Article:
Then I got bored with TV and all the bullshit that goes along with it, even relegated my set to a little used room in the house. That’s when my career started to flourish at Warner Brothers Music, which had recently bought Viva music. I didn’t pay much attention to television for the next ten years.

Then one day in 1982 I was invited to the launch of a new 24 hour cable music network, called MTV…and that’s when I saw the future! I’d been a fan of Scopitone, a european jukebox that played musical film clips, but I knew it could never succeed in the US because of the “stronghold” American jukebox operators had on the market. I looked at “this” MTV, not just as another place to promote music but as having the potential to become the primary means of delivering music to the masses!

In less than 25 years, MTV not only fufilled the prophecy, but actually helped to change the music itself. In the first few years the network played the ubiquitous videos of English artists, Duran Duran, David Bowie and Phil Collins, Austrailian artists Men At Work and whet the appetite of the American public for more of the same! In addition to music, fashion and slang started to travel around the world at a record pace, but it took Michael Jackson’s “Thriller” album and a near boycott by CBS Records to break the color barrier at the network! Soon Lionel Ritchie and Billy Ocean were being played as much as Blondie and became regular staples of MTV.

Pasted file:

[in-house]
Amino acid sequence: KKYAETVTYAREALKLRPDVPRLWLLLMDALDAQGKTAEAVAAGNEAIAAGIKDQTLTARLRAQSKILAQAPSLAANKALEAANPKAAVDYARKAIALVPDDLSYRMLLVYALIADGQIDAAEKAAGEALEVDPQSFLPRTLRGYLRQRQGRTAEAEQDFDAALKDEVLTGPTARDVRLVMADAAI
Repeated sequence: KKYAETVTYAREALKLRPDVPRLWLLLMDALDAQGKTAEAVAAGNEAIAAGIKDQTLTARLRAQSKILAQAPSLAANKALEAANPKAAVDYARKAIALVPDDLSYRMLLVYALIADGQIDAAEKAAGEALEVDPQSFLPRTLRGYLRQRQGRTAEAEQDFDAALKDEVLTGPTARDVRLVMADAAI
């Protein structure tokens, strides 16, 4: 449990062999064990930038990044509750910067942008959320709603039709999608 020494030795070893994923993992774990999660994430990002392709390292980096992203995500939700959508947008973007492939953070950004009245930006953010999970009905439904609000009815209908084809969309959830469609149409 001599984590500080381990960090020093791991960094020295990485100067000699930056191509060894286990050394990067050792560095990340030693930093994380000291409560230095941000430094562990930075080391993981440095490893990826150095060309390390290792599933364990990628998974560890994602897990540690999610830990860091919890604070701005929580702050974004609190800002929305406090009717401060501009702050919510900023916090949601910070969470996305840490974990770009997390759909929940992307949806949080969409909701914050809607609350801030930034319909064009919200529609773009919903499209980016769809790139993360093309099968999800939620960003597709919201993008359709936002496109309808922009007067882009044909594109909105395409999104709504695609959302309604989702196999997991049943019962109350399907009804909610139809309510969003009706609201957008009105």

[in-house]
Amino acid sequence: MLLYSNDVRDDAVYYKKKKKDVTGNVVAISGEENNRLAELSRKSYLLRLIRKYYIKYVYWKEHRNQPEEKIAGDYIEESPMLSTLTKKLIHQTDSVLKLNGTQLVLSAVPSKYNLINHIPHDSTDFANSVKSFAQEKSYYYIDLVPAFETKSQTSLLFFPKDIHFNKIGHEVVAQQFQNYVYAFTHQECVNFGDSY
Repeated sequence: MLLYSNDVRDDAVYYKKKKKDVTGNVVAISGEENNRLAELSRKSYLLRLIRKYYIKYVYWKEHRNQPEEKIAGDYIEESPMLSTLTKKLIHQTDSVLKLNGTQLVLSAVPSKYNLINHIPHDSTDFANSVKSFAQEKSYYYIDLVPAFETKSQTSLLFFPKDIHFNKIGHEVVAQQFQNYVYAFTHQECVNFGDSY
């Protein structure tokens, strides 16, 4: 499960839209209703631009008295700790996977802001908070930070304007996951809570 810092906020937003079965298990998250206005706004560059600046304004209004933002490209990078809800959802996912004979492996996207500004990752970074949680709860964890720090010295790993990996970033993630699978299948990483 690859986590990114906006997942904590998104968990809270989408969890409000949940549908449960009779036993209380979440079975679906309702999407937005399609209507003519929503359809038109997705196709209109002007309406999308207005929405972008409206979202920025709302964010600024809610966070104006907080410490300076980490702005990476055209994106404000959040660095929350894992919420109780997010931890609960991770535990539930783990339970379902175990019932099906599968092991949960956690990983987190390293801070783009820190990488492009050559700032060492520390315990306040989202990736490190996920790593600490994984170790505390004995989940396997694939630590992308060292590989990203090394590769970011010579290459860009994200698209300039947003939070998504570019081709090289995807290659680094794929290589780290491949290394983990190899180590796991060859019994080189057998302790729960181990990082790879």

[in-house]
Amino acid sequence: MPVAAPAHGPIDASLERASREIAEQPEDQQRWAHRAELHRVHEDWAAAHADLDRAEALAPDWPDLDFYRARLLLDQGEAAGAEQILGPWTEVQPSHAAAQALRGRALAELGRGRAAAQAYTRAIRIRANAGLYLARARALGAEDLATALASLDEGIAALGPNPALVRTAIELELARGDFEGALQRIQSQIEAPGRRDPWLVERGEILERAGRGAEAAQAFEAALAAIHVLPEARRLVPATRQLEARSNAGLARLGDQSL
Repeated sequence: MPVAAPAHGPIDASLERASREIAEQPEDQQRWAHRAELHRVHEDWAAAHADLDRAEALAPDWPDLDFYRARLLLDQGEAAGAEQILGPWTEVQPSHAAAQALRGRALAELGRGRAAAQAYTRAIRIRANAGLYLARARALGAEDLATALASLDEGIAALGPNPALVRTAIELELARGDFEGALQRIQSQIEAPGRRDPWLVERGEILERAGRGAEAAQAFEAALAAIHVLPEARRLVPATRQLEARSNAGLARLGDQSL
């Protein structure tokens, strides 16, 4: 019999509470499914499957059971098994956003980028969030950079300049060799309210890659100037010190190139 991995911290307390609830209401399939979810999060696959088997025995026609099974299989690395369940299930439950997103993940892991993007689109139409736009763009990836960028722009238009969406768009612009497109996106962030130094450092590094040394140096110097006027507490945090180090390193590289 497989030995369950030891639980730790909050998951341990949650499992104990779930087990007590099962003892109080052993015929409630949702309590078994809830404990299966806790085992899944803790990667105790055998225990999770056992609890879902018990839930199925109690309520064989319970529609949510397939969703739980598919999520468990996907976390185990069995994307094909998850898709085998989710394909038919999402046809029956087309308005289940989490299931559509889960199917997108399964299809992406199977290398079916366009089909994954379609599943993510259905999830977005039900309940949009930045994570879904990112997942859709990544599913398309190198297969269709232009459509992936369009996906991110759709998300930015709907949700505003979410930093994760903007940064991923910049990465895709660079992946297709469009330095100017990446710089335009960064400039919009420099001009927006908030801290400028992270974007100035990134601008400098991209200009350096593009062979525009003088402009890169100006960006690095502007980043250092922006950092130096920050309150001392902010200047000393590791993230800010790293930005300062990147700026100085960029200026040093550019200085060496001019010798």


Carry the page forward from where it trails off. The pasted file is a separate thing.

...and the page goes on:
For years , the network thrived on it’s legitimate pop content, then something odd happened. There were fewer and fewer music shows aired in favor of reality shows. After the success of “The Real World” ten years ago, the “Reality” floodgates opened. Today when we watch MTV and it’s sister network VHI, we see endless episodes of “Laguna Beach”, where horny teens fuck with each others heads, and “Punk’ed”, where Ashton Kutcher plays practical jokes that would get him an ass kicking in real life! Then we have “Next”, “Breaking Bonaduce”, ” Road Rules”, “Made”, “The Fabulous life of…”, “Flava’ Flav”, “Best Week Ever”, and “Celebrity Deathmatch”. The most obnoxious, though, is “Sweet Sixteen”, which feature rich little bitches-in-training conning their parents out of expensive sweet sixteen parties and lavish presents. It’s a series that’s an argument for an official sanction of corporal punishment!